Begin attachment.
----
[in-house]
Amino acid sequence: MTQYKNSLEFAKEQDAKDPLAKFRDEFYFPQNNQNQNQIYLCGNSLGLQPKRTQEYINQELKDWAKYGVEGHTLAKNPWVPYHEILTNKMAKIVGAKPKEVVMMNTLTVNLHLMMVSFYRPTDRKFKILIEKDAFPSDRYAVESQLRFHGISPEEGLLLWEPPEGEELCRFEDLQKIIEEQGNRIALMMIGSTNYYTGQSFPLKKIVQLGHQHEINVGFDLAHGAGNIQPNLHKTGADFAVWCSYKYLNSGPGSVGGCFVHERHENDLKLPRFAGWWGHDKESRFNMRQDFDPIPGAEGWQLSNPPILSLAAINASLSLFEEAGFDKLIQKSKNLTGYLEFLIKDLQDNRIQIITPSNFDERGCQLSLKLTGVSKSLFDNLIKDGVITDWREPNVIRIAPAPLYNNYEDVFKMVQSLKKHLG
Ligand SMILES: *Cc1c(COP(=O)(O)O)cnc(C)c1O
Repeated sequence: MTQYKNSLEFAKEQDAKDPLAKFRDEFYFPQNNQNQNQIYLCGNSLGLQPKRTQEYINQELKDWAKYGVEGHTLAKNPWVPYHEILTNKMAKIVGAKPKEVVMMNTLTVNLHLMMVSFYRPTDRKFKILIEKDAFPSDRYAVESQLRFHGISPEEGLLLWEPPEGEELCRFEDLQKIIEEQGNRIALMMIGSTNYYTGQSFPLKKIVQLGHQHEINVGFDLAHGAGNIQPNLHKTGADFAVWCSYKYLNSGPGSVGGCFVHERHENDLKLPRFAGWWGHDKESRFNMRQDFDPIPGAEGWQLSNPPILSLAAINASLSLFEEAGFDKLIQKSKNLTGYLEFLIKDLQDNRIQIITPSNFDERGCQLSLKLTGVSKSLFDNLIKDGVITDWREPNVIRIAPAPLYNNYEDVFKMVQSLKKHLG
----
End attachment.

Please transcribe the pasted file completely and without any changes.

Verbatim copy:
[in-house]
Amino acid sequence: MTQYKNSLEFAKEQDAKDPLAKFRDEFYFPQNNQNQNQIYLCGNSLGLQPKRTQEYINQELKDWAKYGVEGHTLAKNPWVPYHEILTNKMAKIVGAKPKEVVMMNTLTVNLHLMMVSFYRPTDRKFKILIEKDAFPSDRYAVESQLRFHGISPEEGLLLWEPPEGEELCRFEDLQKIIEEQGNRIALMMIGSTNYYTGQSFPLKKIVQLGHQHEINVGFDLAHGAGNIQPNLHKTGADFAVWCSYKYLNSGPGSVGGCFVHERHENDLKLPRFAGWWGHDKESRFNMRQDFDPIPGAEGWQLSNPPILSLAAINASLSLFEEAGFDKLIQKSKNLTGYLEFLIKDLQDNRIQIITPSNFDERGCQLSLKLTGVSKSLFDNLIKDGVITDWREPNVIRIAPAPLYNNYEDVFKMVQSLKKHLG
Ligand SMILES: *Cc1c(COP(=O)(O)O)cnc(C)c1O
Repeated sequence: MTQYKNSLEFAKEQDAKDPLAKFRDEFYFPQNNQNQNQIYLCGNSLGLQPKRTQEYINQELKDWAKYGVEGHTLAKNPWVPYHEILTNKMAKIVGAKPKEVVMMNTLTVNLHLMMVSFYRPTDRKFKILIEKDAFPSDRYAVESQLRFHGISPEEGLLLWEPPEGEELCRFEDLQKIIEEQGNRIALMMIGSTNYYTGQSFPLKKIVQLGHQHEINVGFDLAHGAGNIQPNLHKTGADFAVWCSYKYLNSGPGSVGGCFVHERHENDLKLPRFAGWWGHDKESRFNMRQDFDPIPGAEGWQLSNPPILSLAAINASLSLFEEAGFDKLIQKSKNLTGYLEFLIKDLQDNRIQIITPSNFDERGCQLSLKLTGVSKSLFDNLIKDGVITDWREPNVIRIAPAPLYNNYEDVFKMVQSLKKHLG